In another bit of unethical behavior, on 21 February 2006, Paul Taylor, of AiG-UK (which remained associated with Ham), registered the domains CreationOnTheWeb and CreationMinistriesInternational in the and formats, as well as .eu, and redirected them to the AiG website.  When questioned, these were later turned over to CMI.

     On 28 February 2006, CMI makes a formal letter offer to AiG-US, to discuss issues related to the split.  They state "Our total willingness to negotiate sensibly and to make substantial concessions, including our willingness to give you many of the things you sought." AiG responds that they will meet, but that the "godly" agreement itself is non-negotiable.  Since the agreement is the item that CMI wishes to discuss, there is no point on meeting.  AiG, knowing they hold all the cards with the signed agreement, have no incentive to meet, and they don't care how badly this agreement hurts the CMI ministry, or their brothers in Christ.  AiG clearly is acting self-absorbed, and could care less about other ministries and other Christians, so long as they get what they want.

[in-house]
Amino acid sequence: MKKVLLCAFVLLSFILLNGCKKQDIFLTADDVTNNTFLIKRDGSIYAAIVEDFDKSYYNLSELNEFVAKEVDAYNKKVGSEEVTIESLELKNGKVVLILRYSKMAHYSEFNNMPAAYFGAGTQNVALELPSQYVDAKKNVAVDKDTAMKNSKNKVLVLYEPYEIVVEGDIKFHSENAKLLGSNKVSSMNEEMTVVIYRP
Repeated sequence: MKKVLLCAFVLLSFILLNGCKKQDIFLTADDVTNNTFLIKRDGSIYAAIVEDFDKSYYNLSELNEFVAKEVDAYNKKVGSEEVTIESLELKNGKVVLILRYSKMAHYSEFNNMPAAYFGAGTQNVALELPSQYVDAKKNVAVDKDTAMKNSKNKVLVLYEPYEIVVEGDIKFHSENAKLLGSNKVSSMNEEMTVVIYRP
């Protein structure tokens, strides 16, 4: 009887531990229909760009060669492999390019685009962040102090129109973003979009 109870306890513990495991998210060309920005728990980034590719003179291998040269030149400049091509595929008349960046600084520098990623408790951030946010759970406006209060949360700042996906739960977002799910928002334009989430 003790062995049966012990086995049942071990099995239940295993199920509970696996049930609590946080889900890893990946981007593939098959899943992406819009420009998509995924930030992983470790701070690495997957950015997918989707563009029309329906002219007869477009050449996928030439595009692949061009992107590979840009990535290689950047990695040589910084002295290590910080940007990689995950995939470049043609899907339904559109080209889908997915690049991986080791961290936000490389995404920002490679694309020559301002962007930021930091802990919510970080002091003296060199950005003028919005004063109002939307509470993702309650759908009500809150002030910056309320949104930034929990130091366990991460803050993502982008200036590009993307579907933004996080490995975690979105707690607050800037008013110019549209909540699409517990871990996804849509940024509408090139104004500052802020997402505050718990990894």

In April, another attempt is made, in which some pastors try to act as intermediaries.  Answers in Genesis simply ignores this attempt.  A few weeks later, one of these pastors comes to CMI, claiming to have some proposals from Ken Ham, and he gets their reaction to the proposals on the spot, and then departs.  In hindsight this appears to merely be a fact-finding foray by Ham, to see how CMI would respond to some of his requests.

     In late July 2006, a board meeting by phone is conducted, but which excludes both Ham and Weiland.  At the conclusion, the CMI board states that future discussions need to include Carl Weiland. All future interest in board to board meetings ceases. CMI states that " Our Board members get the strong impression that the full US Board is not being permitted to talk to Carl."

     In early August 2006, AiG-US violates CMI's lawful trademark in Australia with the announcement of some preaching visits by an AiG-US staff member.  Here is the summary:

  AiG–USA violates our lawful trademark in Australia with the announcement (and later carrying out) of a small series of preaching visits by one of their staff, which visits are accompanied by:
1) An announcement by creationist John Mackay’s newsletter that ‘Ken Ham re-launches ministry in Australia’, and publicizing the meetings themselves.